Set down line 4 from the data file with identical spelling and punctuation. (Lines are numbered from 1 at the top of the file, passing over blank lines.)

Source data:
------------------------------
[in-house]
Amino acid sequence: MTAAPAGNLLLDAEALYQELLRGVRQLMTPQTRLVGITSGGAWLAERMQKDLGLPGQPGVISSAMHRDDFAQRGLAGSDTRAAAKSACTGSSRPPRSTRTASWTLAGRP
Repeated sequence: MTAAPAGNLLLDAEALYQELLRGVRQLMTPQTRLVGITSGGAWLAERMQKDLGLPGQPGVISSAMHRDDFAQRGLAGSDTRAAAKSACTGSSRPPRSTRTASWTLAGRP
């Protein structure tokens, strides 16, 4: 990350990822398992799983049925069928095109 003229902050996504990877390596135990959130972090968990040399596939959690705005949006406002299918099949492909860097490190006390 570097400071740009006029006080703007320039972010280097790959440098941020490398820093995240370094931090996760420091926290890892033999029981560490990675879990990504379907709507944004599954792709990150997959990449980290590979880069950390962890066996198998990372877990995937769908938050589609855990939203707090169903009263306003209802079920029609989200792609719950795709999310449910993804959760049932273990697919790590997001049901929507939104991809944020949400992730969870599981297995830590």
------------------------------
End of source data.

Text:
């Protein structure tokens, strides 16, 4: 990350990822398992799983049925069928095109 003229902050996504990877390596135990959130972090968990040399596939959690705005949006406002299918099949492909860097490190006390 570097400071740009006029006080703007320039972010280097790959440098941020490398820093995240370094931090996760420091926290890892033999029981560490990675879990990504379907709507944004599954792709990150997959990449980290590979880069950390962890066996198998990372877990995937769908938050589609855990939203707090169903009263306003209802079920029609989200792609719950795709999310449910993804959760049932273990697919790590997001049901929507939104991809944020949400992730969870599981297995830590």